Say what you will about the effects of technology on art and culture. Complain all you like about too much email and time-sucking social networks.
Because I’ve just had a revelation! We are all writers now, in almost every facet of our communications. Doesn’t matter if you’re writing literary novels, personal essays, blog posts, website copy, or texts to your grandkids. You’re typing words on a screen for someone else to read and then comment.
Might seem surprising that someone who runs a writing studio would think this is a revelation. But it’s always the slow and subtle changes in life that we miss until we take a step back and re-examine the details. We’ve taken the past several months at StoryStudio to do just that: step back and re-evaluate who we are and how we can help.
The Center for Writing
Back in 2003 when I began the studio, I had envisioned quiet, sunlit rooms where women and men of all ages curled up on couches and scratched out stories in coffee-stained notebooks or balanced clunky computers across their laps. We would have classes and parties and retreats. There would be books passed around and tales told of stalking agents in New York.
All of that did happen (including the stalking part!). It does happen. Every day.
But still, I’ve been feeling that something is different. I’d lift my nose to sniff out what it might be, but I couldn’t quite catch the scent. It took the chance meeting of an old friend at a coffee shop to start a chain of events that led me to return to my roots in technology. Over the past four months, I’ve been a networking fool, attending events, making new contacts, and setting up coffee dates. I’ve talked to tech start-ups and venture capitalists, higher education deans, content marketers, SEO specialists, and programmers. The conversations have been fascinating and as I get up to speed on where technology is taking us, I’m realizing just how important StoryStudio will be to us.
And by “us”, I mean you and me. The writers of the world.
Once I stopped and looked, really looked at the details, it became clear that Facebook and Twitter and email and the web have turned EVERYONE into a writer. If you work in an office or make dinner plans, you know how to email and text. If you’re one of the many authors out there trying to get your book into the hands of readers, then you know all about building your “platform” and starting a blog. Maybe you’re in sales or marketing, finance, or just plain corporate something or other, you write to work.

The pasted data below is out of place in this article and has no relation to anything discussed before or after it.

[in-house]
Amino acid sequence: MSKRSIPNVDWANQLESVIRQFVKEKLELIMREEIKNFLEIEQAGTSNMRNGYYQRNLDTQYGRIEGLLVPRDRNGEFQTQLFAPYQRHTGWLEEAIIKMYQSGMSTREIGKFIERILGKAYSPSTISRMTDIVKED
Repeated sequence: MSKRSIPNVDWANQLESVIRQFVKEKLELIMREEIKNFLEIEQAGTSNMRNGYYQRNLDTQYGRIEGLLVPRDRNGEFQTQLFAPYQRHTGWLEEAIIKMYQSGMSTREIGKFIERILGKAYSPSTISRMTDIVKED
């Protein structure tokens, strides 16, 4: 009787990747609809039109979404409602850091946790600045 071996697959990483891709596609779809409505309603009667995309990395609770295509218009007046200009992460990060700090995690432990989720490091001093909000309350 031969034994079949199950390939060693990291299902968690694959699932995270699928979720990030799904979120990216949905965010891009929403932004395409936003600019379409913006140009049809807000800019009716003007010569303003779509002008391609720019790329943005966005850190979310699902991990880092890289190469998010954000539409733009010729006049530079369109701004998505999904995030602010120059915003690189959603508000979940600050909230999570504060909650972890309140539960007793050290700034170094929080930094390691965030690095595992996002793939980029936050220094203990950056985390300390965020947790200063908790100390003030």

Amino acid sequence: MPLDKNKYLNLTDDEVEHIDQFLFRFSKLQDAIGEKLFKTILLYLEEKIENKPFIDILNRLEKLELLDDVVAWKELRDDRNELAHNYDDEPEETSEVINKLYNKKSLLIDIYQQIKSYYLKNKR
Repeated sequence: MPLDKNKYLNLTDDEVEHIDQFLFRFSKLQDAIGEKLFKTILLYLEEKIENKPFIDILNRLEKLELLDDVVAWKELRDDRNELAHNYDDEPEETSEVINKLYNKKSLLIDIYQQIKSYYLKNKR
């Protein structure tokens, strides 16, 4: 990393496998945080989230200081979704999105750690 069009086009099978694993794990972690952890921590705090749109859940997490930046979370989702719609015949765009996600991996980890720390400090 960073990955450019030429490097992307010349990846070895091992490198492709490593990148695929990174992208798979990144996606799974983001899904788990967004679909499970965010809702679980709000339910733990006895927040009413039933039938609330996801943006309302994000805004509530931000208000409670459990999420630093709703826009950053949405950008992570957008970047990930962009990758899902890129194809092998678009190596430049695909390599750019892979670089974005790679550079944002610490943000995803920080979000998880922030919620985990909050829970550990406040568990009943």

None of this is really new. It’s been a slow march back for civilization to return to the written word. It’s just that paper has been taken out of the equation.
So what’s different? My conversations with creative artists outside of the writing world made me see that technology is not a thing in and of itself. It is a “tool” and nothing more. I metKevin Willer of the Chicago Entrepreneurial Center and told him that StoryStudio didn’t quite fit into the tech world because we’re not developing software. He said nothing could be further from the truth. “There are no technology companies,” he told me. “There are companies using technology to solve a problem.”
His comment really resonated with me and was the first conversation in a long thread of understanding this symbiosis of today’s computers and our ability as writers.
Using Technology to Solve Challenges
In the next few weeks, we’ll be announcing exciting new programs that do just what Kevin suggested: use technology to further our aims as writers.
In the meantime, we’re opening our studio doors even wider to claim the mantle of:
After more than eight years of being “the center for writing and related arts,” StoryStudio is starting its new reign as “the center for writing and writers.”
A subtle change? It’s all in the details.
Jill Pollack is the founder and director of StoryStudio Chicago: the center for writing and writers. She will be looking even more closely at the relationship of writing and and the Internet as a co-host of Content Jam 2012 conference this June with Andy Crestodina ofOrbit Media, Tim Frick of MightyBytes, and Hilary Marsh.